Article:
Martin LeFevre: It’s easy to become nihilistic when subjected to the deathbeat of this country’s daily mass murders. But nihilism is a runaway reaction to man’s destructiveness and evil. The nihilist comes to believe that the meaninglessness of so-called civilization extends to nature and the universe.
Over the weekend, this college town joined the long list of cities where a mass shooting has erupted this year. A 17-year-old girl was killed, and half a dozen young people shot when a party went to hell. It was a drop in the bucket of the bloodbath that has overtaken America. On the same weekend, eight were slaughtered at a mall, and eight immigrants waiting in line were run down and killed, both in Texas.
Hideous politicians on the extreme right again mouth worthless words about “hearts and prayers for the victims and their families,” while hypocritically calling for more mental health services even as they cut them, like the governor of Texas.
On the other side of the rotten political spectrum (no, it’s not a moral equivalency, but it’s a singular spectrum of American soullessness), President Biden says there is nothing he can do. It’s up to Congress he declares, though he knows damn well that there’s no chance a common sense bill outlawing military assault weapons will pass.
If he were serious, Biden would declare a national emergency and issue a requisite executive order banning the sale of assault rifles, telling wanker gun lovers they can go to hell. He’s got nothing to lose. At the rate he and this godforsaken country are going, Trump, a true tyrant, will be reelected in 2024.
A cultural geography class I took from a Chinese professor during my first year in college comes to mind. The perspective he conveyed affected the way I see American culture, and culture generally.
He was a rare bird, teaching at universities in both the United States and Canada during the Cultural Revolution, which killed millions and inflicted cruel and inhuman treatments on hundreds of millions more after being launched in 1966 by Mao Zedong and the Chinese Communist Party.
That was never discussed during class in 1970, but the professor did make a comment one day that has stayed with me ever since. “You know,” he said, “from the perspective of a cultural geographer and a Chinese, the United States and Canada belong to the same culture hearth.”
No doubt because I grew up not far from the Canadian border in Michigan with some Quebecoise ancestry, this observation struck a chord in me. Over the years I’ve checked it out during trips and conversations with Canadians, and though they are loath to admit it, it’s true. Canada is a nicer version of America, with politics that usually manifests within norms of decency and rationality.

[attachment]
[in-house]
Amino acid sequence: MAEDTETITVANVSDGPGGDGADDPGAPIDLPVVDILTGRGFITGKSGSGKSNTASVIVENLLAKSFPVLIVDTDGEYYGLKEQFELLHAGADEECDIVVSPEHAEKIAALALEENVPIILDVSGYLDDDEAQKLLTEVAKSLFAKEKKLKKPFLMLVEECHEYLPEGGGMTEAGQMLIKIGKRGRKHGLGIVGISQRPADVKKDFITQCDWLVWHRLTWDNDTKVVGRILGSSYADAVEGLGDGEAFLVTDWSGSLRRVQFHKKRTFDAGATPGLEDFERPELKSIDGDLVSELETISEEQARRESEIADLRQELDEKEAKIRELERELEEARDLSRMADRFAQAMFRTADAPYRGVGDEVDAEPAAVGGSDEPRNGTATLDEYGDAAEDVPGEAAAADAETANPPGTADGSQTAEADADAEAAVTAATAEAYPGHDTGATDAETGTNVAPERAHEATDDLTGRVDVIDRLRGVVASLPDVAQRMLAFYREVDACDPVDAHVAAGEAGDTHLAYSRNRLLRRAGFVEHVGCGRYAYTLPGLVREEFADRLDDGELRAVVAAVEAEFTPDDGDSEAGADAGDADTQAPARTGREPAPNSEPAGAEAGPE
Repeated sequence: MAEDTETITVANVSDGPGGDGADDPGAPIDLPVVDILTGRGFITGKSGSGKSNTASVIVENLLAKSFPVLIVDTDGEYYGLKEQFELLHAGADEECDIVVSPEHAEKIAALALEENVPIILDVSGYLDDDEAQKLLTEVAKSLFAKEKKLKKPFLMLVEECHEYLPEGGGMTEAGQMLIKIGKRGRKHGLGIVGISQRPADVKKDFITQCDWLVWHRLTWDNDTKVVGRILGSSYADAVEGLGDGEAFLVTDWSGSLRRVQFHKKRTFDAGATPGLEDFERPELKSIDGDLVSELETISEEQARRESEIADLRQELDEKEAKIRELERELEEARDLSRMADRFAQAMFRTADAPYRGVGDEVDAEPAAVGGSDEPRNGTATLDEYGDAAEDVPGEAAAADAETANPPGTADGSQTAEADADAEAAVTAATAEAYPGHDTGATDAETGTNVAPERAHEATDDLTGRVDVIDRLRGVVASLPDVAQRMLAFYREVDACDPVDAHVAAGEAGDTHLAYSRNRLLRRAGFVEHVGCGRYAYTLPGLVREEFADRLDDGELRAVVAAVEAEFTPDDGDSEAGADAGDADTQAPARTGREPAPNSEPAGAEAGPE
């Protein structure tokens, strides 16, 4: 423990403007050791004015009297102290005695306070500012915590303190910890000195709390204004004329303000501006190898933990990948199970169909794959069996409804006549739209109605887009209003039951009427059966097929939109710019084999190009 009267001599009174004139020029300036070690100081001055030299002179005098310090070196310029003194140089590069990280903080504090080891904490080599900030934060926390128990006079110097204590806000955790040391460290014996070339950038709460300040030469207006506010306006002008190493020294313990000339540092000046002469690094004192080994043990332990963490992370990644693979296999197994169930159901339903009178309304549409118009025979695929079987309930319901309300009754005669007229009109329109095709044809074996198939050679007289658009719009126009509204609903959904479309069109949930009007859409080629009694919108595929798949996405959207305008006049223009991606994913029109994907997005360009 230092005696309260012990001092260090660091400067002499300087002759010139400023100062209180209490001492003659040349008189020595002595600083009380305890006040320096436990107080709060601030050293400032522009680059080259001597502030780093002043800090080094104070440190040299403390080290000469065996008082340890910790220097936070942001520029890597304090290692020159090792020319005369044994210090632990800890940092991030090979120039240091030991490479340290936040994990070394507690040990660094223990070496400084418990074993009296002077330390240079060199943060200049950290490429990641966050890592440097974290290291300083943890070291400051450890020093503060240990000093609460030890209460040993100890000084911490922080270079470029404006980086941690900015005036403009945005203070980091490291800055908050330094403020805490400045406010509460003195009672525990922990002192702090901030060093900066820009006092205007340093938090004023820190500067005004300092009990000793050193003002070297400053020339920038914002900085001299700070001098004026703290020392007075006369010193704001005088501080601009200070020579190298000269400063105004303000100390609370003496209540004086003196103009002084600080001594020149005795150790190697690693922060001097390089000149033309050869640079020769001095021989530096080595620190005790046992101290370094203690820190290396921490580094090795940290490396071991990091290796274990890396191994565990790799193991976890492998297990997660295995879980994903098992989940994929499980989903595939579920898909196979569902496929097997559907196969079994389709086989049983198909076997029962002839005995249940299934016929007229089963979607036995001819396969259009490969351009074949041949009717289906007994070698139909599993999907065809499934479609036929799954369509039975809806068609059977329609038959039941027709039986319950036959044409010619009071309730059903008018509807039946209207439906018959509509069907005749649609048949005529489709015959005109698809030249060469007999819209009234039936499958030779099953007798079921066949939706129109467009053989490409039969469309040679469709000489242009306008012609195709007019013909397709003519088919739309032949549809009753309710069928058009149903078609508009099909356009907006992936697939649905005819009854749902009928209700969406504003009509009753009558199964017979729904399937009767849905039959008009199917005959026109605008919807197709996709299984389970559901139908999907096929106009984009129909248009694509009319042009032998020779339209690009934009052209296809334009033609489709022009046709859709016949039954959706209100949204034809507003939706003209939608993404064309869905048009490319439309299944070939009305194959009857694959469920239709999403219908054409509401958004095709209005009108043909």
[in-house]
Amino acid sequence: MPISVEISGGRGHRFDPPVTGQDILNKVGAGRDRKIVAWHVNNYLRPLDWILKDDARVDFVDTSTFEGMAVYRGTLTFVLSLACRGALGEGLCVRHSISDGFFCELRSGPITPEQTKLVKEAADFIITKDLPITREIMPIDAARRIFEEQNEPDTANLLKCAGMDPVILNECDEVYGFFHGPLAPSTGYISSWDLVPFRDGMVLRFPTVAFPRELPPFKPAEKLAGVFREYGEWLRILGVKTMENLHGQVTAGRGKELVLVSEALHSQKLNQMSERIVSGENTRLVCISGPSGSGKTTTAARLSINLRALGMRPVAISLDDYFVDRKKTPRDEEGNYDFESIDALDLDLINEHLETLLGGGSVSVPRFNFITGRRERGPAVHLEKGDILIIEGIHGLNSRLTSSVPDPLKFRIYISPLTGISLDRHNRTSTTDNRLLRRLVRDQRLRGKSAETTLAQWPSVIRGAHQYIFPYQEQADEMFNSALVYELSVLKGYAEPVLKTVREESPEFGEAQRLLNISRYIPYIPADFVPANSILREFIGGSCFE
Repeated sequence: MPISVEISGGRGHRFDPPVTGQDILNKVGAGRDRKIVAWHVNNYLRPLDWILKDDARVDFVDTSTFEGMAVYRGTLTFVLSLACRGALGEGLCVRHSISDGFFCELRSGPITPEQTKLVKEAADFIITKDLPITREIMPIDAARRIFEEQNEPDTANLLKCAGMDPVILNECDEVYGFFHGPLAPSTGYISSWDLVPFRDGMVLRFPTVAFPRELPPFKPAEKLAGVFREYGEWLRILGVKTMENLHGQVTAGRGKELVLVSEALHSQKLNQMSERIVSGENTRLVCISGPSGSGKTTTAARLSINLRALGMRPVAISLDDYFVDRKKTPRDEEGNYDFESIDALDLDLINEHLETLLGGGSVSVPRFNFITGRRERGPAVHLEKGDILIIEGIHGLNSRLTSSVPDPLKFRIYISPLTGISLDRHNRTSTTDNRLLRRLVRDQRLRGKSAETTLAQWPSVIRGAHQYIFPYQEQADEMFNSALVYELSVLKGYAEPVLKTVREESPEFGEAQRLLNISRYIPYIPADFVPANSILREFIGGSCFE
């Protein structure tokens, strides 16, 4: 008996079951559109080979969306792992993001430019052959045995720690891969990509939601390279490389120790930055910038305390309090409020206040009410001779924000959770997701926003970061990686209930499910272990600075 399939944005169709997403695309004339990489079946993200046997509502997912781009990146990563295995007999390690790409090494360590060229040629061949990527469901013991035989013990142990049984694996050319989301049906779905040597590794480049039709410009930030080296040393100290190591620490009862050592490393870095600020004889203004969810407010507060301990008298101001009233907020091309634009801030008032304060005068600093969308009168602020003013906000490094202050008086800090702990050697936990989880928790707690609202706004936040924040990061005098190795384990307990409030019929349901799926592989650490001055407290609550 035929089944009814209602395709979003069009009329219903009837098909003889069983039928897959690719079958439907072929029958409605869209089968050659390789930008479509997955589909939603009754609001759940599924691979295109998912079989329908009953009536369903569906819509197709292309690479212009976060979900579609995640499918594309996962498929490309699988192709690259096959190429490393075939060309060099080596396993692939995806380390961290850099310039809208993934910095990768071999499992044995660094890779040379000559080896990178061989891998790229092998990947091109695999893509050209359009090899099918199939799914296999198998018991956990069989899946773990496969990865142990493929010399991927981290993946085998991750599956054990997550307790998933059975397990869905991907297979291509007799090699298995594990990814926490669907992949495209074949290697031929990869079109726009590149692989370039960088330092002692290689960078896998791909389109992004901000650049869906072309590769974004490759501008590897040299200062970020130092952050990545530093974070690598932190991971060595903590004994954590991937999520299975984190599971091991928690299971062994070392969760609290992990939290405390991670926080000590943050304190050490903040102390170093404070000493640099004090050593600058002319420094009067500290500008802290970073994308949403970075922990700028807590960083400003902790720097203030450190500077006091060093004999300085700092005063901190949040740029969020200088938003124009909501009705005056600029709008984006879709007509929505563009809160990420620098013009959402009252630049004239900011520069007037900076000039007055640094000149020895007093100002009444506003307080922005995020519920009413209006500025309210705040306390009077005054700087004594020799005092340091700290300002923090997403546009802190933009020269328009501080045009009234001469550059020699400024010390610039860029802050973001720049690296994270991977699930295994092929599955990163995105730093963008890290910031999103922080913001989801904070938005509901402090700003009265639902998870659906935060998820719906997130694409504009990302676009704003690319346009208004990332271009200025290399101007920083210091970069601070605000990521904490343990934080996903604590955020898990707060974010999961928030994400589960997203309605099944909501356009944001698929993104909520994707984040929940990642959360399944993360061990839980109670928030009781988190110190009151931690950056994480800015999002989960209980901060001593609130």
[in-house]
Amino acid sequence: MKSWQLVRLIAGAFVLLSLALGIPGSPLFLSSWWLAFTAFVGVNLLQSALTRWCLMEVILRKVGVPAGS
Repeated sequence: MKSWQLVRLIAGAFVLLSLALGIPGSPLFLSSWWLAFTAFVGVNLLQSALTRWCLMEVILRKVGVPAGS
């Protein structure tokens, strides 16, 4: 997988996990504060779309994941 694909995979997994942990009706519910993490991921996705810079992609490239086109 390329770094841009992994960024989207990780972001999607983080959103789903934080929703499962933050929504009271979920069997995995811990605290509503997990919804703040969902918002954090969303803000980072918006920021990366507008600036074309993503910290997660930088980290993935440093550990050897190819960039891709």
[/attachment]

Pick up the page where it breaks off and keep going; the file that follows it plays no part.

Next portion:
Nowadays however, when people speak of the collapse of civilization, they’re referring to something that goes beyond the North American culture hearth. What has ended, and is about to collapse?
Western civilization? The global society, such as it was? Or something with much deeper and older roots – the traditions and consciousness of man? Clearly all three.
Collapses, though long in the making, occur quickly, irrespective of whether violence precipitates them or not. The USSR collapsed without violence, though Russian fatalism prevented them from taking a genuinely new course, and along with decades of American triumphalism, we’re now on the brink of world war.
A Canadian thinker I read recently said, “If it’s far too late to prevent civilization’s near-term collapse, it would still be interesting to know what a healthy, connected human society, re-skilled in the inherent capacity of dialogue, might be capable of. It might even be some small consolation if we could gift this knowledge to the re-localized communities left after civilization’s fall, in the hope they can make better use of it than we did.”
The name of his blog is “chronicle of civilization’s collapse,” so the “if” is rhetorical — the fellow clearly feels it is far too late to prevent civilization’s near-term collapse. So while the intent to leave something of value behind is commendable, there is a distinct fatalism here that is rather self-fulfilling.
Is it that the basic intactness of society no longer exists, but the collapse of human civilization hasn’t occurred? After all, economics, politics and mass media continue to function in their dysfunctional ways.
Facing things as they are isn’t fatalistic, since doing so contains the seeds of radical change. However, thinking and acting as though the meanings and institutions of the past are still intact, and that we just need to preserve and reform them, prevents us from responding to the immense challenge of the present, and the imminent collapse of civilization.
So is human civilization on the verge of collapsing, but there is still enough time and space for those who still care about the fate of the earth with Homo sapiens on it to pour the foundation for a true global civilization?
What would such a foundation look and feel like? If (and I mean if) these insights are accurate and reflect the reality of the moment, then the same imperative that applies after the collapse applies even more before it. Indeed, in pouring the foundation for a true human civilization, we won’t be shattered or confined to the rubble of the old civilization.
Solitary meditation is the foundation for the individual. Meditative dialogue, or as I prefer to call it, insight inquiry, is the social equivalent. Both require continual questioning without falling back into the beliefs and opinions of our conditioning. Both modes are not a matter of knowledge. So what is the question?
Martin LeFevre is a contemplative, and non-academic religious and political philosopher. He welcomes dialogue. email@example.com
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